Entering into "Civil Restraints" is a common settlement option for parties in an FRO action. The benefit for the victim/plaintiff is that the restraints are locked in without a trial. The downside to the plaintiff is that the police/prosecutor will not enforce civil restraints with an arrest and criminal contempt charge. The benefit to the aggressor/defendant is that s/he is not placed on the domestic violence registry and can't be arrested for a purported violation. The downside to the defendant is that the restraints are locked in and will be used to characterize the defendant badly in, say, a future custody fight. Spousal and child support are often considered in finalizing an FRO action, so it would not be out ordinary for those issues to be addressed in settlement involving Civil Restraints, even if it feels like blackmail. Still, your case could be blackmail. You should consult with a family law attorney. The support amounts are negotiable, despite the "blackmail." Even better, you may have a great defense and be better served by proceeding to trial on the FRO.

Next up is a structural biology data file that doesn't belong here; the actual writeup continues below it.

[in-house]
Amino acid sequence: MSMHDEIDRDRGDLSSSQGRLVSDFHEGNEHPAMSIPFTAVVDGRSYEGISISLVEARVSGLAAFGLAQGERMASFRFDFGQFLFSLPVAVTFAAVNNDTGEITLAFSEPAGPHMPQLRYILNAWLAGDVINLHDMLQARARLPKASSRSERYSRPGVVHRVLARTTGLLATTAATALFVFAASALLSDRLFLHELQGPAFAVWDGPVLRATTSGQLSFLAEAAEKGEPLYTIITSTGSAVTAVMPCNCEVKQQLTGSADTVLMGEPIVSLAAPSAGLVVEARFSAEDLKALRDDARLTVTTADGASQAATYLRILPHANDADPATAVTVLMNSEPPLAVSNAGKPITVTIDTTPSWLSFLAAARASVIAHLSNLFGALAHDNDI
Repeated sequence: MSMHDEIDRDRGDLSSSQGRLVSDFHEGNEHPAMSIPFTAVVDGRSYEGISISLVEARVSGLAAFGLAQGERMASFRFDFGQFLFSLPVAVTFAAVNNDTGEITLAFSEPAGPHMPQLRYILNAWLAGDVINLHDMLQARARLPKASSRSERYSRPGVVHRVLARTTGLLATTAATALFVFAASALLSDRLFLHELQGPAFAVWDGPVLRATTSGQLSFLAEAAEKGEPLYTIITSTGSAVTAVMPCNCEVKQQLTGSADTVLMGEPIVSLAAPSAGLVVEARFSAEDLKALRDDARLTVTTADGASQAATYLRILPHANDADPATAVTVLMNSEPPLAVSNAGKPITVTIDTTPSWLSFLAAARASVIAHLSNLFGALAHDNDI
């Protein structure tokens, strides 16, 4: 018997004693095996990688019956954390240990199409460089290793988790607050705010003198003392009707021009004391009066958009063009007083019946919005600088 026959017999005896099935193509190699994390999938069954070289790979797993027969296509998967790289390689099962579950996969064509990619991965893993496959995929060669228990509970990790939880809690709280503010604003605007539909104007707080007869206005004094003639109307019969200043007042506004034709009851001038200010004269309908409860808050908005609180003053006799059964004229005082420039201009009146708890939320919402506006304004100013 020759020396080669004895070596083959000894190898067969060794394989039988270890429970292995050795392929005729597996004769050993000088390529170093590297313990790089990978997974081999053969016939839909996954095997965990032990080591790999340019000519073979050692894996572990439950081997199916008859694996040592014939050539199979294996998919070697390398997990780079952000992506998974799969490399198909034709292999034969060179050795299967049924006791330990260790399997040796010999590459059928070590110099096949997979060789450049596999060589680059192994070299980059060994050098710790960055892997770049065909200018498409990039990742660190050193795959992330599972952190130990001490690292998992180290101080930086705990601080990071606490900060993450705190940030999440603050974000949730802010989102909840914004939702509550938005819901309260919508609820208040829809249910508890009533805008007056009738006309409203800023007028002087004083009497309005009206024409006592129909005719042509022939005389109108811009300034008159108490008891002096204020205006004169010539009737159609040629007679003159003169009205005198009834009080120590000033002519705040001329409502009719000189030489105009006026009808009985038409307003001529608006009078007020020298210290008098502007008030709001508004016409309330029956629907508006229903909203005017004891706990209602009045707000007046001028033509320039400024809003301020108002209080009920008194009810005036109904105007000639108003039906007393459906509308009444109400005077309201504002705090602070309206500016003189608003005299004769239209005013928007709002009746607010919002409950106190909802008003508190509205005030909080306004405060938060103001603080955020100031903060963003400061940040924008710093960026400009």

There are great family law attorneys in the Princeton area. Good luck.
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I don't know what civil order she is asking for but it sounds like she is blackmailing you.
973-984-0800. Please be advised my answers to questions does not constitute legal advise and you should not rely on it, due to the fact that we have never met, I have not been aprised of the facts in you case nor have I reviewed any documents.
A civil restraining order is a consent order executed by the parties and judge and filed with the court that governs the contact the parties will or will not have. For example, if you have children you may agree to communicate via email. It call also include support and custody provisions. You should seek the advice of a lawyer to understand your rights.
You cannot be forced to enter into the civil restraining order. If there is one, the temporary restraining order will be dismissed.
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